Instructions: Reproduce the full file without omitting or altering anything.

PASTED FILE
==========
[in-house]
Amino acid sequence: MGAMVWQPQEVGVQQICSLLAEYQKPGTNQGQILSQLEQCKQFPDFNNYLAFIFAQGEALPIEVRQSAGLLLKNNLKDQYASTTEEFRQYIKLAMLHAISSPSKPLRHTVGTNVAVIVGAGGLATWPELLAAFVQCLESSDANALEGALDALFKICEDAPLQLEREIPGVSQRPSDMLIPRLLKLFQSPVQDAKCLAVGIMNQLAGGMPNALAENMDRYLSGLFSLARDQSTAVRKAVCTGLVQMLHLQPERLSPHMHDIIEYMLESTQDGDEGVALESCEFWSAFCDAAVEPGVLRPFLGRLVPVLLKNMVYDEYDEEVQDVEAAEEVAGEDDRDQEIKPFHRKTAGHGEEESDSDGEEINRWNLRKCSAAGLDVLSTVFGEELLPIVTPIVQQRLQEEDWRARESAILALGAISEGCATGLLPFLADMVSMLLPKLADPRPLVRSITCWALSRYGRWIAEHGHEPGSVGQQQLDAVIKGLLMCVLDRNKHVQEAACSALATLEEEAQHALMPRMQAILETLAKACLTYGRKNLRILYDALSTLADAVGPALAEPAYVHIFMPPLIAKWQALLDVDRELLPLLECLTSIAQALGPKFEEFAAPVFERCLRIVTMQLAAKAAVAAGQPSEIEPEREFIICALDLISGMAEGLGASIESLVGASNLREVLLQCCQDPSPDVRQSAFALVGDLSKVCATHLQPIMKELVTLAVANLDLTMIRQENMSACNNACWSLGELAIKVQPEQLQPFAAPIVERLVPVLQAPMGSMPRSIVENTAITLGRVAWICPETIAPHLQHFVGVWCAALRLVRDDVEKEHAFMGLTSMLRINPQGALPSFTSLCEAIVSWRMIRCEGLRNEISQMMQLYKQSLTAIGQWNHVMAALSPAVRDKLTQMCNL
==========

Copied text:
[in-house]
Amino acid sequence: MGAMVWQPQEVGVQQICSLLAEYQKPGTNQGQILSQLEQCKQFPDFNNYLAFIFAQGEALPIEVRQSAGLLLKNNLKDQYASTTEEFRQYIKLAMLHAISSPSKPLRHTVGTNVAVIVGAGGLATWPELLAAFVQCLESSDANALEGALDALFKICEDAPLQLEREIPGVSQRPSDMLIPRLLKLFQSPVQDAKCLAVGIMNQLAGGMPNALAENMDRYLSGLFSLARDQSTAVRKAVCTGLVQMLHLQPERLSPHMHDIIEYMLESTQDGDEGVALESCEFWSAFCDAAVEPGVLRPFLGRLVPVLLKNMVYDEYDEEVQDVEAAEEVAGEDDRDQEIKPFHRKTAGHGEEESDSDGEEINRWNLRKCSAAGLDVLSTVFGEELLPIVTPIVQQRLQEEDWRARESAILALGAISEGCATGLLPFLADMVSMLLPKLADPRPLVRSITCWALSRYGRWIAEHGHEPGSVGQQQLDAVIKGLLMCVLDRNKHVQEAACSALATLEEEAQHALMPRMQAILETLAKACLTYGRKNLRILYDALSTLADAVGPALAEPAYVHIFMPPLIAKWQALLDVDRELLPLLECLTSIAQALGPKFEEFAAPVFERCLRIVTMQLAAKAAVAAGQPSEIEPEREFIICALDLISGMAEGLGASIESLVGASNLREVLLQCCQDPSPDVRQSAFALVGDLSKVCATHLQPIMKELVTLAVANLDLTMIRQENMSACNNACWSLGELAIKVQPEQLQPFAAPIVERLVPVLQAPMGSMPRSIVENTAITLGRVAWICPETIAPHLQHFVGVWCAALRLVRDDVEKEHAFMGLTSMLRINPQGALPSFTSLCEAIVSWRMIRCEGLRNEISQMMQLYKQSLTAIGQWNHVMAALSPAVRDKLTQMCNL